On August 4, Carol Browner, special adviser to the president for energy and climate change, appeared on NBC’s Today Show
and CBS’s The Early Show
to announce that 75 percent of the oil in the Gulf from the BP spill was gone
“The vast majority of the oil has been contained, it’s been burned, it’s been cleaned and that’s good news for the people of the Gulf,” she said on CBS.
Browner was backed up by National Oceanic and Atmospheric Administration chief Jane Lubchenco, whose office issued a five-page report
which said that only 52.7 million gallons out of the approximately 172 million gallons that spewed into the water from the broken BP well remained.
Immediately, scientists from Gulf Coast states began to dispute the numbers, saying that nearly 80 percent
of the oil is still under the surface in the form of dispersed droplets. Today’s Advocate
lays out the scientific dispute:
Chuck Hopkinson, director of the University of Georgia’s Sea Grant program and one of the leaders of that school’s study, said only 21 percent of the oil is likely “gone” by evaporation, burning, skimming and containment.
The rest of the oil — or 2.9 million to 3.2 million barrels — is still likely in the water, Hopkinson said.
“The idea that 75 percent of the oil is gone and is of no further concern to the environment is just absolutely absurd,” Hopkinson said.
Hopkinson is joined by other scientists from all over the country in disputing the federal government’s numbers. Again, from The Advocate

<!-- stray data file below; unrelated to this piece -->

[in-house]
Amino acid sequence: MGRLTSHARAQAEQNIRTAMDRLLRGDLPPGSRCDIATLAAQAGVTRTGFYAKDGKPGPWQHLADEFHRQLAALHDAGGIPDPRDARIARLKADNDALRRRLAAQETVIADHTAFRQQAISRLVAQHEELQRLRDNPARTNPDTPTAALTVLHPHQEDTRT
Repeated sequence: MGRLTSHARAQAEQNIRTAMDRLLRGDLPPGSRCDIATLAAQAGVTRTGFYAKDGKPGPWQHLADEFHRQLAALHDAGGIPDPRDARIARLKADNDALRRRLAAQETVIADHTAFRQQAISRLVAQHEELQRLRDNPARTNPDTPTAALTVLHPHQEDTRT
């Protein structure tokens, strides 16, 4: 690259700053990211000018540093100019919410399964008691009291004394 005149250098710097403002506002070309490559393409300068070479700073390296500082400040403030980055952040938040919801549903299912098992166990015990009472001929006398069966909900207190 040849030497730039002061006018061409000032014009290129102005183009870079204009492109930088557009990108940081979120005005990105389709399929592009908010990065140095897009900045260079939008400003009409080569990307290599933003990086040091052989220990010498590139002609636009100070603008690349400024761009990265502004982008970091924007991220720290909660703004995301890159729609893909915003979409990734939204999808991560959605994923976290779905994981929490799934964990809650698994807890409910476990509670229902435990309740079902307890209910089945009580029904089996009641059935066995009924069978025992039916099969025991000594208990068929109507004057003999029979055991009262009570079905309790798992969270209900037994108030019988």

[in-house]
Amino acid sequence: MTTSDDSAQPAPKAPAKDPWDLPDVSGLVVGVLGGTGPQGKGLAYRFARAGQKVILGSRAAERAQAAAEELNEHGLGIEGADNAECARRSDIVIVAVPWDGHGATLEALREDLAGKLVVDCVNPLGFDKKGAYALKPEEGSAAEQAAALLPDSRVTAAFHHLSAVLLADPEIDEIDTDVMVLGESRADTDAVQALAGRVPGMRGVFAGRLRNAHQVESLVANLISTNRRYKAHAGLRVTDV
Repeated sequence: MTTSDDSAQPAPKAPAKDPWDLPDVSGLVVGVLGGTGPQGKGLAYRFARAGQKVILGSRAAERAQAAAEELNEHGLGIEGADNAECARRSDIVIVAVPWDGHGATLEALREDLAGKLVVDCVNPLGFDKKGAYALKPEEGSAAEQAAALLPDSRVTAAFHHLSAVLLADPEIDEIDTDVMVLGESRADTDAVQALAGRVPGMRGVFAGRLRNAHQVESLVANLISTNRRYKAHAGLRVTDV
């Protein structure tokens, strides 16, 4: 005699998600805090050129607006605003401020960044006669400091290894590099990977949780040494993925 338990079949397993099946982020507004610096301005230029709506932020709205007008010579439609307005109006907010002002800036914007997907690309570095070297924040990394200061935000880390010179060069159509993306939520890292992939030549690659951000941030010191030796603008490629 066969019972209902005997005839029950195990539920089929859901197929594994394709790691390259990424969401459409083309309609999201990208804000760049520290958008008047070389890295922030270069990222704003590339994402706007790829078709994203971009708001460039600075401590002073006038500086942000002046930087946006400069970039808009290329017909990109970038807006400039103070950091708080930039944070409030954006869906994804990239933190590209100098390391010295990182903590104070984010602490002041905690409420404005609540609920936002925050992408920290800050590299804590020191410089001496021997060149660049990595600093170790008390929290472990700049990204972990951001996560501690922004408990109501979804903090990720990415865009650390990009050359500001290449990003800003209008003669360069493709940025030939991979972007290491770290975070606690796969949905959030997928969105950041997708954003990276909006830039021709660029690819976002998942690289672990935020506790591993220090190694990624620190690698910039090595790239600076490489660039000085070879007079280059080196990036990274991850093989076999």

“I don’t believe the numbers in this report,” Rick Steiner, a marine conservationist who retired as a professor at the University of Alaska after 30 years — including during the Exxon Valdez oil spill in 1989, said.
“There’s no way to judge the veracity of the estimates they make without knowing how they came up with them. And for a scientific report, it’s only four pages long. I mean, come on.”
The question this conflicting information raises in my mind is why would the federal government want to spin a story based on inadequate science? Who does it benefit to call the Gulf cleaned up, if it is not?
Gulf fishermen, shrimpers in particular, whose season opened Monday, are wary of the government’s good news. While they may have a motive to protest the clean bill of health because of lawsuits against BP, most shrimpers I know, and I’ve interviewed quite a few over the years, have salt water in their blood. More than anything else, they have told me that shrimping is their way of life and they don’t know how they will survive if they can’t face the dawn with their motors thumping and nets dragging the green waters of the Gulf.
Their fear is that if they begin shrimping now, before they are convinced that microscopic droplets of oil bonded with the dispersant Corexit are truly gone from Gulf marine life, they will deliver contaminated shrimp to the dock, and a skeptical public will forever condemn Gulf shrimp as polluted.
The shrimpers, it seems, are more cautious than our federal agencies when it comes to our health and safety.
It’s especially perplexing since the White House has been so cautious about the drilling industry. If the administration feels the need to hold up oil exploration and drilling in the Gulf until they are satisfied that adequate safety regulations are in place, it seems logical to take the time to really understand what is going on under the waters of the Gulf of Mexico before declaring the oil gone and seafood safe
I know there is enormous pressure from business owners all along the Gulf Coast, who are suffering the worst economic disaster of their lives. That’s where the BP restitution funds come in, to replace a lost season’s worth of earnings. By declaring the Gulf nearly free of oil, the federal government seems to be undermining its own case against BP. Frankly, I don’t understand it.